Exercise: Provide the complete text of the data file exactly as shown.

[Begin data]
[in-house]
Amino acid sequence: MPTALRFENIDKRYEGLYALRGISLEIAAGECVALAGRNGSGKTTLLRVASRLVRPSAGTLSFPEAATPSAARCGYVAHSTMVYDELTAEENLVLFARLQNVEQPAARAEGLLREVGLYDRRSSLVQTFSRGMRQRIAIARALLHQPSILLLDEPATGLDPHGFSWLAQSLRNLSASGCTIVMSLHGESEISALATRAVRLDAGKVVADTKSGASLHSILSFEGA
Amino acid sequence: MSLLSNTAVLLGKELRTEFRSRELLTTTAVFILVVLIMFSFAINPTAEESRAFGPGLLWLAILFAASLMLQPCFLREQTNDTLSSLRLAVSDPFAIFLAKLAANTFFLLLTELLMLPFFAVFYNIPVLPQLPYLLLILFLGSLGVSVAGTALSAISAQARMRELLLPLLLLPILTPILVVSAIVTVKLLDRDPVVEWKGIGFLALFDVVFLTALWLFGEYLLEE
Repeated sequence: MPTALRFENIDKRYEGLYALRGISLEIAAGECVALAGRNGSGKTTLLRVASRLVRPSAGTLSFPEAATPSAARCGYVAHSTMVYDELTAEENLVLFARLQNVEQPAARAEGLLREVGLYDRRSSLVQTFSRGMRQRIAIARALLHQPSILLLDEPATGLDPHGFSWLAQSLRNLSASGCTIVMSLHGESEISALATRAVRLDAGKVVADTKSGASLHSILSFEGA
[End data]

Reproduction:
[in-house]
Amino acid sequence: MPTALRFENIDKRYEGLYALRGISLEIAAGECVALAGRNGSGKTTLLRVASRLVRPSAGTLSFPEAATPSAARCGYVAHSTMVYDELTAEENLVLFARLQNVEQPAARAEGLLREVGLYDRRSSLVQTFSRGMRQRIAIARALLHQPSILLLDEPATGLDPHGFSWLAQSLRNLSASGCTIVMSLHGESEISALATRAVRLDAGKVVADTKSGASLHSILSFEGA
Amino acid sequence: MSLLSNTAVLLGKELRTEFRSRELLTTTAVFILVVLIMFSFAINPTAEESRAFGPGLLWLAILFAASLMLQPCFLREQTNDTLSSLRLAVSDPFAIFLAKLAANTFFLLLTELLMLPFFAVFYNIPVLPQLPYLLLILFLGSLGVSVAGTALSAISAQARMRELLLPLLLLPILTPILVVSAIVTVKLLDRDPVVEWKGIGFLALFDVVFLTALWLFGEYLLEE
Repeated sequence: MPTALRFENIDKRYEGLYALRGISLEIAAGECVALAGRNGSGKTTLLRVASRLVRPSAGTLSFPEAATPSAARCGYVAHSTMVYDELTAEENLVLFARLQNVEQPAARAEGLLREVGLYDRRSSLVQTFSRGMRQRIAIARALLHQPSILLLDEPATGLDPHGFSWLAQSLRNLSASGCTIVMSLHGESEISALATRAVRLDAGKVVADTKSGASLHSILSFEGA